Dean Patterson writes:

Why I’m championing the genius of Michael ffolkes.

Although probably not entirely forgotten, Michael ffolkes (purposely lowercase) will always it seems have the epitaph that reads, ‘Martin Honeysett threw a cake over his head.’ This story stems from a Private Eye 21st birthday bash, where before it got a chance to be dished out on paper plates with accompanying napkins, fellow cartoonist Honeysett threw the large and elaborately baked cake over ffolkes’ head.

Honeysett’s own obituary in the Guardian reads, ‘…Michael ffolkes. His name will live for ever just for that.’ It is a quote I believe originally attributed to the cartoonist Ken Pyne. And as much as I think of Honeysett and Pyne, I don’t think that is entirely fair.

One of Britain’s greatest cartoonists and illustrators, that seems to be the legacy of ffokes. Described as notoriously pompous and disliked by other cartoonists, he was by all accounts something of a toff and a showboater. He could be quite arrogant and patronising to other cartoonists, renowned for driving around London in an open topped Rolls Royce smoking thick cigars.

Whether he was rude or he was snobbish to fellow cartoonists I don’t know, I wasn’t there. It does certainly seem so, but looking at his back catalogue it is probably about time we start concentrating on his cartooning genius and put the cake on his face to one side. And it really is a genius back catalogue.

cartoon © Punch

If one can see cartooning as an artform, as I do and think everyone should, ffolkes is a great example of why. You can see his shadow in early Ralph Steadman work, even in early Quentin Blake as he developed the sketchy style we all know and love so well. You might even compare him to the great Charles Addams, the legendary New Yorker cartoonist whose magazine cartoons evolved into the Addams Family (dud-du-dud-dum, click-click.)

He wasn’t born Michael ffolkes, nor was he even born Ffolkes with a capital F. He was christened the slightly more mundane Brian Davis. Born on the 6th June, 1925 in London he went on to study at St. Martin’s school of art. Little more is known of his personal life or background. By his own account his mother was a singer and his father worked in advertising. He was an only child, he sold his first cartoon to his local paper aged 10 and his first Punch cartoon at 17.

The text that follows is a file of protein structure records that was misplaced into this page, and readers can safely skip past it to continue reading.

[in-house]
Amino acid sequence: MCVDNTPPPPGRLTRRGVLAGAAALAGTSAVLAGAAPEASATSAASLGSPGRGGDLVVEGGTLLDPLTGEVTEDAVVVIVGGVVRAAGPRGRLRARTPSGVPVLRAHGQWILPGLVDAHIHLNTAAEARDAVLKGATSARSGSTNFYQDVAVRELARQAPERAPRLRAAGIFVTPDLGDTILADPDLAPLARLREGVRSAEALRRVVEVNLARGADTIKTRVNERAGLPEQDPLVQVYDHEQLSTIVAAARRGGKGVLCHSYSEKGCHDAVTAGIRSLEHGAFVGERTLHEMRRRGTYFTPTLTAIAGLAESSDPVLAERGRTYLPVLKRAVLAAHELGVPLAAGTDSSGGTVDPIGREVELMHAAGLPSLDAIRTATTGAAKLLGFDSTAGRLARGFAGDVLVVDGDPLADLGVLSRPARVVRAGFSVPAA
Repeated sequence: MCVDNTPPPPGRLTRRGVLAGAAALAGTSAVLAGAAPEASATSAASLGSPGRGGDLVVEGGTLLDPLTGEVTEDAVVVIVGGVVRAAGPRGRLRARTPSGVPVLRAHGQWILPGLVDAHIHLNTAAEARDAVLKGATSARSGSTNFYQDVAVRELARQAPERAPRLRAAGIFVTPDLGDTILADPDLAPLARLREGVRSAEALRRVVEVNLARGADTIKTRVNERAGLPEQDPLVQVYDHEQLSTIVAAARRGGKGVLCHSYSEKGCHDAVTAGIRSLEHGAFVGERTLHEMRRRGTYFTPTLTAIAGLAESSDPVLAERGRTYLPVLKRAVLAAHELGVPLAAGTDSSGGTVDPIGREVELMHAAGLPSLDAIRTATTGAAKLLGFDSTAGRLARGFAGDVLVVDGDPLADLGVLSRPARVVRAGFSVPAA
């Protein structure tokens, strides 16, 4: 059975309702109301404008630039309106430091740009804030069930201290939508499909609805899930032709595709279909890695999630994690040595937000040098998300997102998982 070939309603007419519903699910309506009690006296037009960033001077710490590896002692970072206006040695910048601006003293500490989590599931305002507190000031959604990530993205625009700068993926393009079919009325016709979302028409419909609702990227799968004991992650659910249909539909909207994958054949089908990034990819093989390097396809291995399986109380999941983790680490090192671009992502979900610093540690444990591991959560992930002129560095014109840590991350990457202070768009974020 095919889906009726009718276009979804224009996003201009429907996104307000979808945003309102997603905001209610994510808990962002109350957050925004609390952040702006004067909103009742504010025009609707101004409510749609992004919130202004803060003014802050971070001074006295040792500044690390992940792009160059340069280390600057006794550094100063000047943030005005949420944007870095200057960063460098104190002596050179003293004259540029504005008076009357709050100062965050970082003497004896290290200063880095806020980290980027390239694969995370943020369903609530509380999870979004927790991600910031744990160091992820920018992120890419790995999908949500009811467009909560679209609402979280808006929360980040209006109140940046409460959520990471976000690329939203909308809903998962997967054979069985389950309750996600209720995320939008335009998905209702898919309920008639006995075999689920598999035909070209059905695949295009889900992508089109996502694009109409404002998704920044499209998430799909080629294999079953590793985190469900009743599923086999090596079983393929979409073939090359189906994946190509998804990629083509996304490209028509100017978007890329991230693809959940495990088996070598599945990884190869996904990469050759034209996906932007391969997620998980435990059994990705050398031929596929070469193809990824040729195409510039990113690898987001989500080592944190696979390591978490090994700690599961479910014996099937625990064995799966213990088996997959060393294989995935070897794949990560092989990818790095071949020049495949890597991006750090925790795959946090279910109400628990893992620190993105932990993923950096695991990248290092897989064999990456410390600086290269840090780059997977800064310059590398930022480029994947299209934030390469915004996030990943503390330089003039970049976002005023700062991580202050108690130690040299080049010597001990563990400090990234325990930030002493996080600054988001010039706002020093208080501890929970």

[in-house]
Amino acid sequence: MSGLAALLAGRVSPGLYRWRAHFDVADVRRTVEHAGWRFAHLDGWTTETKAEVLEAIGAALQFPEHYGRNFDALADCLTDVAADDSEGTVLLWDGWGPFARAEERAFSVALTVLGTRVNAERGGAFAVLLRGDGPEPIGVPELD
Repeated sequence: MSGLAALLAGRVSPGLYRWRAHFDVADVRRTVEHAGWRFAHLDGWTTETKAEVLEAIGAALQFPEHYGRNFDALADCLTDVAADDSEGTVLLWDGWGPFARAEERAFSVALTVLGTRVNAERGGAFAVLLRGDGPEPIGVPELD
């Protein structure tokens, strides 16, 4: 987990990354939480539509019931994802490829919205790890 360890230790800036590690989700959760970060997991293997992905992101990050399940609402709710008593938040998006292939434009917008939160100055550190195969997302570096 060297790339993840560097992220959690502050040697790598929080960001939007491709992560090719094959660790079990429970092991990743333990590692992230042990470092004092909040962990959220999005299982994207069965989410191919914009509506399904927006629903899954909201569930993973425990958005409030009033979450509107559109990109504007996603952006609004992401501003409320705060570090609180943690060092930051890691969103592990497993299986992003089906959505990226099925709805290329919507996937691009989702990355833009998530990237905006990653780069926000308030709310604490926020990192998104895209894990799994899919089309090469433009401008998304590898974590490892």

Around 1955 he started to make a name for himself in Britian in the Daily Telegraph, first illustrating the Way of the World column and later the Peter Simple columns, both written by Michael Wharton.

cartoon © Punch

After finding success with the Telegraph he drew prolifically for magazines such as Punch, Private Eye, The Strand, Reader’s Digest and The Spectator.  He also achieved that rare thing, he was a British cartoonist who broke the American market with regular cartoons for The New Yorker, Playboy and Esquire.

In modern cartooning he is largely skipped over. In my experience when a whinge of cartoonists (a collective noun as coined by the late, great Tony Husband) get together he is never brought up. We cartoonists love to talk about our heroes and the greats, I haven’t heard the name of ffolkes mentioned once. But he was one of the greats, in fact one of the best.

cartoon © Punch

His use of ink and watercolour was outstanding. He could do a simple black and white drawing and he could use watercolour better than nearly any other. He would sometimes do a background completely in watercolour without black line at all. He could put the most fascinating detail in his drawings, on par with the brilliant French legend Jean-Jacques Sempé, that are breath-taking and just like Sempé his simple drawings are equally as breath-taking in their few lines. In short, he was an artist.

From the © Private Eye: A Cartoon History book

As Nick Newman, one of today’s best British cartoonists and editor of Private Eye: A Cartoon History better puts it, ‘ffolkes’s baroque style was unique and instantly recognisable. He considered himself a true artist – and unlike the rest of us, probably was – but that didn’t stop him being very naughty, eclectic, literary and funny.’ 

cartoon © Punch

Yes more importantly for a cartoonist, not only was he a great artist but he was funny. A favourite of mine is one of his many in Punch. He masterfully draws Leonardo da Vinci in his studio, turning to the lady behind him and saying, “I think I’m beginning to lose my grip. Yesterday I invented fish fingers.” That’s it, that’s the gag. It’s absurd, it’s ridiculous and 99% of cartoonists would say to themselves, well, that’s not going to work. But it does and it makes me laugh out loud just thinking of it.

cartoon © Punch

I am not a great cartoonist, nor am I even a semi-decent one. In my own poor drawings I couldn’t say they are inspired by ffolkes, I couldn’t and wouldn’t dream of trying to emulate him. But I love his work. I love his jokes, I love his drawings, I love the technique and craftmanship and most importantly I love just going back and looking at them. One of the best illustrators Britain has ever produced. 

ffolkes died in London on 18 October 1988 at age 63 from undisclosed causes. I don’t really care if he had a pompous side to him, or even if he could be an ass at times. As the saying goes you don’t judge Hamlet by Shakespeare only bequeathing his wife his second-best bed. His work stands the test of time even if the man does not, and I think he deserves a better epitaph than a cake over his head.

An abridged version of this article originally appeared in the March 2024 issue of The Oldie.

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